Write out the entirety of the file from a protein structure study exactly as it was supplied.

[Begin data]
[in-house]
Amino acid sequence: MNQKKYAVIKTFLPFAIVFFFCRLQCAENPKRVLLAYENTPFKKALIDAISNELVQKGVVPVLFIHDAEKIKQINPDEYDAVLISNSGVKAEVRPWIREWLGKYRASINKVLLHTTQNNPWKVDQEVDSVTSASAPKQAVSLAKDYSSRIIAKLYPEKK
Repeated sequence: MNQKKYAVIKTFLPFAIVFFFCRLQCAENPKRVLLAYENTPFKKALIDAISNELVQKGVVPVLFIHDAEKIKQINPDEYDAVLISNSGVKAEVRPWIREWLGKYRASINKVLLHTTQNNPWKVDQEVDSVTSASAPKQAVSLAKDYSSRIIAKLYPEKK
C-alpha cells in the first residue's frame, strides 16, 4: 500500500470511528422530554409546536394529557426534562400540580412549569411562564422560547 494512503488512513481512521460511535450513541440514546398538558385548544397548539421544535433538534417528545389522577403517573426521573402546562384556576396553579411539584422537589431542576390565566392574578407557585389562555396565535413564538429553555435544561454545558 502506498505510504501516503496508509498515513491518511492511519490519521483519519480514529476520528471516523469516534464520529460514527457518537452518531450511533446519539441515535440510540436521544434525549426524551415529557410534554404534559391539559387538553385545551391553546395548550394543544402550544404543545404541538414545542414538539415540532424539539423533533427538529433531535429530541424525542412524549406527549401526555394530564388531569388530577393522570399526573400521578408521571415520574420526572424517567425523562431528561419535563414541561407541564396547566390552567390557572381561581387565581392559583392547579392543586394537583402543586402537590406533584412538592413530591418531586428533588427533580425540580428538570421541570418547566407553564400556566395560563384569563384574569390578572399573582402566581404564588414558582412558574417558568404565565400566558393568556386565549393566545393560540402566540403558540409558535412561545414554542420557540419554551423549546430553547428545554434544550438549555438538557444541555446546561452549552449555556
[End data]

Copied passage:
[in-house]
Amino acid sequence: MNQKKYAVIKTFLPFAIVFFFCRLQCAENPKRVLLAYENTPFKKALIDAISNELVQKGVVPVLFIHDAEKIKQINPDEYDAVLISNSGVKAEVRPWIREWLGKYRASINKVLLHTTQNNPWKVDQEVDSVTSASAPKQAVSLAKDYSSRIIAKLYPEKK
Repeated sequence: MNQKKYAVIKTFLPFAIVFFFCRLQCAENPKRVLLAYENTPFKKALIDAISNELVQKGVVPVLFIHDAEKIKQINPDEYDAVLISNSGVKAEVRPWIREWLGKYRASINKVLLHTTQNNPWKVDQEVDSVTSASAPKQAVSLAKDYSSRIIAKLYPEKK
C-alpha cells in the first residue's frame, strides 16, 4: 500500500470511528422530554409546536394529557426534562400540580412549569411562564422560547 494512503488512513481512521460511535450513541440514546398538558385548544397548539421544535433538534417528545389522577403517573426521573402546562384556576396553579411539584422537589431542576390565566392574578407557585389562555396565535413564538429553555435544561454545558 502506498505510504501516503496508509498515513491518511492511519490519521483519519480514529476520528471516523469516534464520529460514527457518537452518531450511533446519539441515535440510540436521544434525549426524551415529557410534554404534559391539559387538553385545551391553546395548550394543544402550544404543545404541538414545542414538539415540532424539539423533533427538529433531535429530541424525542412524549406527549401526555394530564388531569388530577393522570399526573400521578408521571415520574420526572424517567425523562431528561419535563414541561407541564396547566390552567390557572381561581387565581392559583392547579392543586394537583402543586402537590406533584412538592413530591418531586428533588427533580425540580428538570421541570418547566407553564400556566395560563384569563384574569390578572399573582402566581404564588414558582412558574417558568404565565400566558393568556386565549393566545393560540402566540403558540409558535412561545414554542420557540419554551423549546430553547428545554434544550438549555438538557444541555446546561452549552449555556